“With great power comes great responsibility” is probably one of the most misused quotes in the English language. And I’m about to totally abuse it right here.

Are you popular? Even marginally so?

Do you have connections? Know some of the most influential and awesome bloggers and social media elites in the world? Then you’ve got the power!

And I’m going to hold you accountable for that power. Because there is no excuse as to why you’re not making money off your power.

But if I’m preaching to the choir here or the future choir, then I say keep reading. I’m going to lay down the law on influencer marketing. So you better be paying attention.

1. Don’t Be Aimless

You wouldn’t create a PPC campaign without a goal to increase traffic or sales or leads, right? That’d be plain stupid. No benchmarks? What?!

Somehow, people think influencer marketing is too nebulous for goals. But it’s not.

You can measure specific KPIs. Indicators like website views, referral visitors, brand buzz on social platforms, and social media reach of your influencers.

Decide on a metric or two to track. Set benchmarks. Then set goals.

You’ll know pretty quickly how valuable your influencers are or how realistic your metrics are.

2. Don’t Rub Shoulders With the Wrong Crowd

Like mama said: if your friends jumped off a bridge, would you? And the inevitable smart-ass answer: depends on the bridge.

But if your influencers are dragging you off a bridge, you chose the wrong influencers. It doesn’t matter how many followers they have, if they don’t align with your brand’s values, don’t give them the light of day.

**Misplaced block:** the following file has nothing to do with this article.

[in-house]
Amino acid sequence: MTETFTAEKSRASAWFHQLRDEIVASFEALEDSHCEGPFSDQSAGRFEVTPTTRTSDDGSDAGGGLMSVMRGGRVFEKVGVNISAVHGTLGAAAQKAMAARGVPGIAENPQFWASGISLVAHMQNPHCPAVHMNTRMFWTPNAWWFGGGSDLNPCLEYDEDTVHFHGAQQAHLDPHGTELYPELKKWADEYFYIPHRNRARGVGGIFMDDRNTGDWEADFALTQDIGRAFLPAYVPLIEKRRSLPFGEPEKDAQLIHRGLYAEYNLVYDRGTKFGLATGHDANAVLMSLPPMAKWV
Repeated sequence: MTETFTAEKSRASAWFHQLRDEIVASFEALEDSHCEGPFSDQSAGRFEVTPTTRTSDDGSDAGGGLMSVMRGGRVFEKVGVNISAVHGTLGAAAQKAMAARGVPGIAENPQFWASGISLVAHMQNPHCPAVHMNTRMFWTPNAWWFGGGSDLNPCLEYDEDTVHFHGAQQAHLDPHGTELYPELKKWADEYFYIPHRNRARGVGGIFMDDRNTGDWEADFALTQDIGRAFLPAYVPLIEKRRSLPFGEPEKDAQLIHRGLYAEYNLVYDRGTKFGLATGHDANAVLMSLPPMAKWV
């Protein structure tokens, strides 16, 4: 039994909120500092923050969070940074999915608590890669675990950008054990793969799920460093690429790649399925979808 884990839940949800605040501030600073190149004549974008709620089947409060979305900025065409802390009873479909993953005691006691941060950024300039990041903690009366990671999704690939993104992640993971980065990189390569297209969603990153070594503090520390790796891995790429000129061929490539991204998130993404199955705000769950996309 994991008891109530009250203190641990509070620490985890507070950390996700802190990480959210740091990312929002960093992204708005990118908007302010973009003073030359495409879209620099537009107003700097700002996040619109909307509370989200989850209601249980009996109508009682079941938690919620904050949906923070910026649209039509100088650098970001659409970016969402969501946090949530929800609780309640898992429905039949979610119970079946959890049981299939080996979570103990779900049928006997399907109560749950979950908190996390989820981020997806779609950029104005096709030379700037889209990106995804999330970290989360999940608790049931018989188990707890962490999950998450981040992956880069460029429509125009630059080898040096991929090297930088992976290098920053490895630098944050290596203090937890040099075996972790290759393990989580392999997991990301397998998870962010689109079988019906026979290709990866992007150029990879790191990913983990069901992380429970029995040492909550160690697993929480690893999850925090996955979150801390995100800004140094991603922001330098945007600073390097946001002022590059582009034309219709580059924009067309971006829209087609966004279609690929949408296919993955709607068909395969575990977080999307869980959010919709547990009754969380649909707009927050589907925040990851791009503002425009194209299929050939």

Do you want a great example? Ever heard of PewDiePie? He’s a YouTube star of great repute. At least past great repute.

He said a few inflammatory things about Jews and Nazis and his sponsor dropped him like a bag of feces.

Who was his sponsor? None other than the mighty Disney, of course.

This wasn’t a good thing for either Disney or Felix “PewDiePie” Kjellberg. So learn from Disney’s mistake. Investigate your influencers thoroughly before taking them on.

3. Don’t Make Followers the Sole Qualifier

Yes, you want influencers with a lot of, well, influence. But that has to be genuine influence.

Fake followers or uninterested followers are a real thing. It could be that El Vlogger made a ton of videos once, gained a lot of YouTube subscribers, and mostly quit.

Maybe they make a video every year or something. They’re resting on their laurels and don’t even keep up their social media presence anymore. But if you were to merely look at their subscriber count, you’d think they were a great influencer.

Don’t bite. They’re a bad investment.

You want someone who produces often and gets a lot of engagement on either social media or the influencer’s main media platform.

Also, beware of fake followers. While major platforms like YouTube penalize fake subscribers and views, some places don’t.

The best way to know if you’ve got a real influencer: engagement. Look at whether they actually respond on social media or in the comments section. This will tell you if they’re at least active.